Over the last two weeks, the UK has been at the forefront of some of the biggest announcements to come out of COP26.

And such prominence for the UK is only fitting, given that it currently holds not only the COP26 presidency, but also the G7 presidency until the end of 2021.

Among the most important statements made by UK delegates to COP26 was an address given by British Chancellor Rishi Sunak on COP26 Finance Day.

In his speech, Sunak pledged to make the UK world’s first “net-zero aligned financial centre”.

In practice, Sunak said this will entail much greater powers of disclosure for UK regulators regarding carbon emissions.

“This means we are going to move towards making it mandatory for firms to publish a clear, deliverable plan setting out how they will decarbonise and transition to net zero,” he said, “with an independent taskforce to define what’s required.”.

As reported by TFG, Bank of England Governor Andrew Bailey also made similar hints at a mandatory emissions disclosure regime during COP26.

It should be noted, however, that the earliest iteration of this emissions disclosure regime is not expected to come into force until April 2022, and will only apply to the largest UK businesses. 

Nonetheless, once that happens, the UK will officially become the first G20 country to make it mandatory for companies to disclose their climate-related risks and opportunities.

Specifically, from 6 April 2022 – and subject to parliamentary approval – over 1,300 of the largest UK-registered companies and financial institutions will have to disclose climate-related financial information.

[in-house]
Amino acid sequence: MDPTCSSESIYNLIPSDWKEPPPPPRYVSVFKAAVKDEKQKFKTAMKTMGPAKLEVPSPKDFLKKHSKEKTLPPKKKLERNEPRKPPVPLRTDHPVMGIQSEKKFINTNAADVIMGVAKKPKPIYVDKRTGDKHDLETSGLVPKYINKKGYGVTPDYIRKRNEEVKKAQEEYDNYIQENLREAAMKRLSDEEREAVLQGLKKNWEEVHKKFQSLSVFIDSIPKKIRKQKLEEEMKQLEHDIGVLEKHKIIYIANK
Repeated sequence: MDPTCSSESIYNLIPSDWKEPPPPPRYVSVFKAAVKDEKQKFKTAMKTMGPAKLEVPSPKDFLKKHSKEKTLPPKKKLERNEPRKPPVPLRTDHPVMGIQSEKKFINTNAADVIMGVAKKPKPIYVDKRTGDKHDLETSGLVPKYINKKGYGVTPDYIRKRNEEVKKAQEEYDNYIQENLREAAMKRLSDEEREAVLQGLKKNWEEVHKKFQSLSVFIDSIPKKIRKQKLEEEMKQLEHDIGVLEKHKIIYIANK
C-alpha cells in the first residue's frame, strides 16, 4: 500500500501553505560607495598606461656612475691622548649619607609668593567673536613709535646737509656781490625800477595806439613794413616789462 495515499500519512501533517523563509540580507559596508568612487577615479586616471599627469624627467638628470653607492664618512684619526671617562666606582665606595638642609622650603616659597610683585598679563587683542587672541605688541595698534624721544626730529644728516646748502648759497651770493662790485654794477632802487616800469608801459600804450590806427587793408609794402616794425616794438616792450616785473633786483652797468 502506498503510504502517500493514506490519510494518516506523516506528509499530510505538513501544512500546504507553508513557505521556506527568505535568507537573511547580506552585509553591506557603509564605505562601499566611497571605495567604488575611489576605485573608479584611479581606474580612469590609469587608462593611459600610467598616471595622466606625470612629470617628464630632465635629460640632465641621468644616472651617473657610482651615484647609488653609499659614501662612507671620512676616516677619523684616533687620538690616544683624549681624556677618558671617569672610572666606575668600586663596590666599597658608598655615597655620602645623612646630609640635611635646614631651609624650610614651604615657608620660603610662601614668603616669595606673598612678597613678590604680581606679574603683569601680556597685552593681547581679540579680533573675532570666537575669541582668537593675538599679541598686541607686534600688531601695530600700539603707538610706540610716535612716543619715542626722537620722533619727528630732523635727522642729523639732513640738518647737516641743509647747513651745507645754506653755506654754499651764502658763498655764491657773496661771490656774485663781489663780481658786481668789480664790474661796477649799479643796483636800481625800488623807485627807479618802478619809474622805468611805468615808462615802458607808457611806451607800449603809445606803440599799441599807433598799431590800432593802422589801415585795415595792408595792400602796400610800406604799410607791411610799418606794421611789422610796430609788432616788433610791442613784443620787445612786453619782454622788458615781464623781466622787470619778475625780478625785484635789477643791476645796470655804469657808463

This will include many of the UK’s largest traded companies, banks, and insurers, as well as private companies with over 500 employees and £500 million in turnover.

The transition will also be a major milestone following the publication of the UK’s landmark ‘Net Zero Strategy’ last month, which forms part of the government’s commitment to making the UK financial system the greenest in the world.

Emissions disclosures background

The UK’s incoming legislation on emissions disclosures is built around recommendations from the Taskforce on Climate-related Financial Disclosures (TCFD)

The TCFD is an industry-led group currently headed by US businessman and philanthropist Michael Bloomberg, which aims to help investors understand their financial exposure to climate risk.

It was launched at the Paris COP21 in 2015 by the UK Financial Stability Board (FSB) and then-Governor of the Bank of England Mark Carney. 

Carney is now the current UN Special Envoy on Climate Action, and is also a UK finance advisor for COP26. 

$500 billion over five years

Elsewhere in Sunak’s COP26 Finance Day address, the chancellor pledged additional funds for developing countries to help tackle the impact of climate change.

In addition to a $650 billion allocation from the International Monetary Fund (IMF), Sunak said the G20 will deliver $500 billion over five years to help fund green investments in the developing world.

“I want to speak directly to the developing countries of the world,” he said.

“We know you’ve been devastated by the double tragedies of coronavirus and climate change.